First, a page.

Hello, my name is Natasha and I am a Clinical Bioinformatician working in London. Before being asked to write this post, I never really paused to think about my journey as a trainee to a training officer. It is something that was offered to me a year after completing my STP. I was asked if I would like to take over duties as a training officer. Honestly speaking, I didn’t fully understand the responsibilities before I said yes, but I knew I enjoyed training and wanted to do more of it. Luckily, I have a very supportive team who are always willing to help me out, hence the transition did not feel as overwhelming.Continue reading “Reflections | From Trainee to Training Officer”
With STP applications coming up, I’m sure there’s people here looking for some information on how to join the programme. As someone who’s recently come out the other side of the STP as a fully-fledged Clinical Scientist, here’s what I’d tell myself if I could go back to when I was applying to the scheme.Continue reading “STP Applications | Advice from an STP Graduate”
The Scientist Training Programme is an incredibly competitive programme that will challenge you and provide you with a vast amount of knowledge and incredible experiences – you have worked very hard to get here and you should be very proud!
Take a minute just to think about what you’ve achieved already!
You’re about to embark on your new career as a trainee clinical scientist, maybe you’ve never had a full time job before, perhaps you’re new to the NHS, or maybe you’ve just moved roles in the NHS. I’m sure everyone is facing some level of uncertainty with what’s to come and what it looks like to be a trainee on the STP. I have compiled a list of my top tips for how to approach the next few months to help you out!Continue reading “Starting the STP | Tops Tips”
Have you ever been in a situation before where you have doubted your abilities or felt inadequate despite evidence that indicates you are more than capable?Continue reading “Impostor Syndrome | What is it?”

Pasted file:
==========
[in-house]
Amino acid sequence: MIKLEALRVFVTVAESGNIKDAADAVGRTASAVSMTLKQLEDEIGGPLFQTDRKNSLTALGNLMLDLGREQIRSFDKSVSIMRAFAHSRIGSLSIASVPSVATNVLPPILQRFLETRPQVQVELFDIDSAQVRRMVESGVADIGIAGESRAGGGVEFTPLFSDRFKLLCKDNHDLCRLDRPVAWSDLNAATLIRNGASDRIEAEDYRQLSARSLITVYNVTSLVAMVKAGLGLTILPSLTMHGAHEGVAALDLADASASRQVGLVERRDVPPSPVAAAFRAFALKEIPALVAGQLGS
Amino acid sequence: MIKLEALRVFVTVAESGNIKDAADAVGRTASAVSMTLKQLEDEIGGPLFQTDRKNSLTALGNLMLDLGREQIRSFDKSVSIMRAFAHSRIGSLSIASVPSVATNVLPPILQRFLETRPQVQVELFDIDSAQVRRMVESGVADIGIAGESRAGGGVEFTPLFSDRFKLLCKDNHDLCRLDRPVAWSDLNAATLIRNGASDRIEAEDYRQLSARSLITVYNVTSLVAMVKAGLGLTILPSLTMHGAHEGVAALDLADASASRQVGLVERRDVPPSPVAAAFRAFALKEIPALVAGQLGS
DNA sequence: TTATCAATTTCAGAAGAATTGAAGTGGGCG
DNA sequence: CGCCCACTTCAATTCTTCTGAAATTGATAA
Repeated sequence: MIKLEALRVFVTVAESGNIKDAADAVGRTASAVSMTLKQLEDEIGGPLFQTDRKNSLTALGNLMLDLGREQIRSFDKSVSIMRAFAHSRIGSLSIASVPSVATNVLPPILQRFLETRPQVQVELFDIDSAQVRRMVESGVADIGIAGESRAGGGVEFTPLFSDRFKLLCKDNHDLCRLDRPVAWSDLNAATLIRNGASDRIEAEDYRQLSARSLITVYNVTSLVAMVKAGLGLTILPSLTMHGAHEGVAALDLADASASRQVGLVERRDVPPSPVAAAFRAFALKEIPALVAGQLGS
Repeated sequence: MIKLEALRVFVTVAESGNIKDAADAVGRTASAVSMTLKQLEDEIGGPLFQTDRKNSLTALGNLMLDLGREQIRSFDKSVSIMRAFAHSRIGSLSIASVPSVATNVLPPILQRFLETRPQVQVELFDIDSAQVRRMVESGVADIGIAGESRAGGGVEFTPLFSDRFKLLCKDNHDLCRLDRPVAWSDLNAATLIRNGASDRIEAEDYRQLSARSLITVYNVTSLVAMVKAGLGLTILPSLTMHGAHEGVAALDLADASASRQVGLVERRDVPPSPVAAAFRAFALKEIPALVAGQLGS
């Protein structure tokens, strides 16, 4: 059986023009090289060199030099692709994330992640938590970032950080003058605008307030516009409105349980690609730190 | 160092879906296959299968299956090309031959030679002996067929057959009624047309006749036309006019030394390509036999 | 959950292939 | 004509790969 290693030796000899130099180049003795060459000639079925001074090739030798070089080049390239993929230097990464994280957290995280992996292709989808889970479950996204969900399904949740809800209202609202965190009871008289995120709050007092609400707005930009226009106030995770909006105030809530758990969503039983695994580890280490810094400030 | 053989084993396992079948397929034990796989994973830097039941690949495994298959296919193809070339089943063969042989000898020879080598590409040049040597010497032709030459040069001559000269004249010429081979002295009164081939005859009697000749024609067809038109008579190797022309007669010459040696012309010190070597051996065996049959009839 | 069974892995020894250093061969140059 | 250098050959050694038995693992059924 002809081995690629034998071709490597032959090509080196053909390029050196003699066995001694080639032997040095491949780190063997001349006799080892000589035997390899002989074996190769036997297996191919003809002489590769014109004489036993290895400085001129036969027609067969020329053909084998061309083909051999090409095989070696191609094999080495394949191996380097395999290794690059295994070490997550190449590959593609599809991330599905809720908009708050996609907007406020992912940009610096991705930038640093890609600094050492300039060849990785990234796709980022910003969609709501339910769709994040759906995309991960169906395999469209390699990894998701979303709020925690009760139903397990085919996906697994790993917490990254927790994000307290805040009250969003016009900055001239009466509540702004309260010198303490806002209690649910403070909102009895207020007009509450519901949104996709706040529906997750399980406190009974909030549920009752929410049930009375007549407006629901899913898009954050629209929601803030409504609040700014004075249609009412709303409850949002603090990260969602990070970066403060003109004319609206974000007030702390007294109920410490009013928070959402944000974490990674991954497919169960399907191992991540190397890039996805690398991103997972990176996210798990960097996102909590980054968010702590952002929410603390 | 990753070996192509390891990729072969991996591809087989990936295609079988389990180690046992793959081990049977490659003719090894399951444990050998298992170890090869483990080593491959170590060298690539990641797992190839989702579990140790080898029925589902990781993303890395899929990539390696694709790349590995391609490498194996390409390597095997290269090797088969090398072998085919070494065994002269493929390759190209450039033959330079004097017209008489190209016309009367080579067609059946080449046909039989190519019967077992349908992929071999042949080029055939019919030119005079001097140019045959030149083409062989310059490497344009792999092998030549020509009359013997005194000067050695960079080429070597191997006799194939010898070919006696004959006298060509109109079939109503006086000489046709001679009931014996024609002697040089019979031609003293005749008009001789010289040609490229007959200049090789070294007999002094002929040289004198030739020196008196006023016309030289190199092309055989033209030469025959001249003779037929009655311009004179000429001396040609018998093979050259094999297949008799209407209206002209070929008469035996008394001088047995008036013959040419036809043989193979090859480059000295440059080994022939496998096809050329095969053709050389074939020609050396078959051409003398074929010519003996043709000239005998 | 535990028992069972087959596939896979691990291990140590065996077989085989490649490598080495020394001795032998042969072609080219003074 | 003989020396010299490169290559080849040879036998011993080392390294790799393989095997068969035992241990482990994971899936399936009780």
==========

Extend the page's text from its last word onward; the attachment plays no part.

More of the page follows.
When I received my offer to the STP, believe me, I was ecstatic. When applying to the program, I never dreamed I’d be accepted, let alone get one of my top choices in locations. But here I am, based in the Clinical Genetics department in Cambridge, about to start into my second year of the Genetic Counselling program. When I got that email, I jumped around, I hugged my family, I definitely didn’t cry (jokes) and then, it hit me – I know NO ONE in Cambridge. Here we go again, another new city, another new start.
Hello there lovely STP friends. I imagine you’re all feeling very stressed about your OSFAs right now, as they loom menacingly on the horizon. If you’re fairly chilled out about them, congratulations! I don’t really have anything else I can offer you in this post, so probably best for you to stop reading and go and spend your time a bit more wisely.
Editors note: This post was valid for the 2019 application process and might not be accurate for future years.
I cannot stress enough how important preparation for these interviews is. Everyone talks about how competitive the STP is, so if you want to be in with a chance of getting one of those coveted places, then preparation is key. The National School has some pretty good resources that cover the format of the STP interviews, but I know what you really want to know is “what the hell are they gonna ask me?!”. And I bet your google searches are coming up blank- I know this because I was there 2 years ago; frantically scanning the internet to find any hint or example of the questions I might face in any of the 4 stations. Well, I’ve heard that the questions asked at the interviews are pretty similar year on year so specifics are kept notoriously hush hush. I’m sorry to tell you that I’m not about to change that. Mostly because 50% of the interview is specialism specific so I wouldn’t even have a clue for anything other than bioinformatics. But – before you stop reading and vow never to visit this blog again – what I will do is give you some tips on what I think are the best ways to prepare for each station that I hope will help.Continue reading “STP interviews | Preparation”
So you want to apply for the STP 2019 intake? Read on to hear our top tips for making that application stand out. These tips are tailored purely for the written application and we will do another post later on to tackle the interview process.
Editors note: These tips were valid for the 2019 application process and might not be accurate for future years.
If you’re not sure about the process for the application there are basically 2 parts:
– Aptitude tests: Mathematical and logical reasoning.
– Personal Information and short written answers to 4 questions.